The Journal of Rheumatology 10/2014; 41(12). DOI:10.3899/jrheum.140419 · 3.17 Impact Factor
  • Source
    [Show abstract] [Hide abstract]
    ABSTRACT: Workforce health is capturing increased attention as a critical driver of the economy. An important demographic trend that will affect worker health and work disability is aging of the workforce. While the number of aging workers wanting or needing to return to work or stay at work after injury or chronic disease is increasing, knowledge on their specific needs and circumstances has not been summarized in a systematic way. The increasing aging working population will necessitate an understanding of efforts to prevent work disability among aging workers. Therefore, we have undertaken a review to synthesize the evidence on the effectiveness of interventions aimed at preventing poor outcome in aging workers and synthesize the literature on what determines risk of poor outcome in aging workers.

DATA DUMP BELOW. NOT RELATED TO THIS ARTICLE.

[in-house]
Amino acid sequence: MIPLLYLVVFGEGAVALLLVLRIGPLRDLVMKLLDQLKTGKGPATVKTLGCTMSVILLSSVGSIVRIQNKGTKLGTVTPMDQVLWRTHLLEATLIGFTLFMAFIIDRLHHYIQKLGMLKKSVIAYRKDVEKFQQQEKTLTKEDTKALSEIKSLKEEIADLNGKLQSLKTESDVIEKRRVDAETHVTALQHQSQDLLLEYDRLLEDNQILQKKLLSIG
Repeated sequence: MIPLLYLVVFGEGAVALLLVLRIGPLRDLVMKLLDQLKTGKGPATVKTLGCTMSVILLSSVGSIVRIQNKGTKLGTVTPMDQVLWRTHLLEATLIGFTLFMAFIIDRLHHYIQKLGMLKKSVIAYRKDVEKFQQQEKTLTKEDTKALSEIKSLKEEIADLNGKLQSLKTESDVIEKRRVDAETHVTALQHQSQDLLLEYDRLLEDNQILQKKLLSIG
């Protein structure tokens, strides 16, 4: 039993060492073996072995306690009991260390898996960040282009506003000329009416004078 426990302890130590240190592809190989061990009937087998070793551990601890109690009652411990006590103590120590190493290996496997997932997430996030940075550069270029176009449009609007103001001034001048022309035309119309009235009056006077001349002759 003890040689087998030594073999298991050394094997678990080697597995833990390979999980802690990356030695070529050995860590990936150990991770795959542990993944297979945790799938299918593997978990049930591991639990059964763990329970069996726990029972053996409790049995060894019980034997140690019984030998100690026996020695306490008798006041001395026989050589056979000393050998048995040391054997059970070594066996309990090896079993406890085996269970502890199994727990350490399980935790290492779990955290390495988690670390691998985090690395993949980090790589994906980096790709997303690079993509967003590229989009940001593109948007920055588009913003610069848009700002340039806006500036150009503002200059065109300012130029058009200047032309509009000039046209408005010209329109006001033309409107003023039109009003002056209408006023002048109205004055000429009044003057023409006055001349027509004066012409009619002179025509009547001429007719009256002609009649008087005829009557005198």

3rd WDPI Conference: Implementing Work Disability Prevention Knowledge, Hyatt Regency Hotel, Toronto Canada; 10/2014
  • Source
    [Show abstract] [Hide abstract]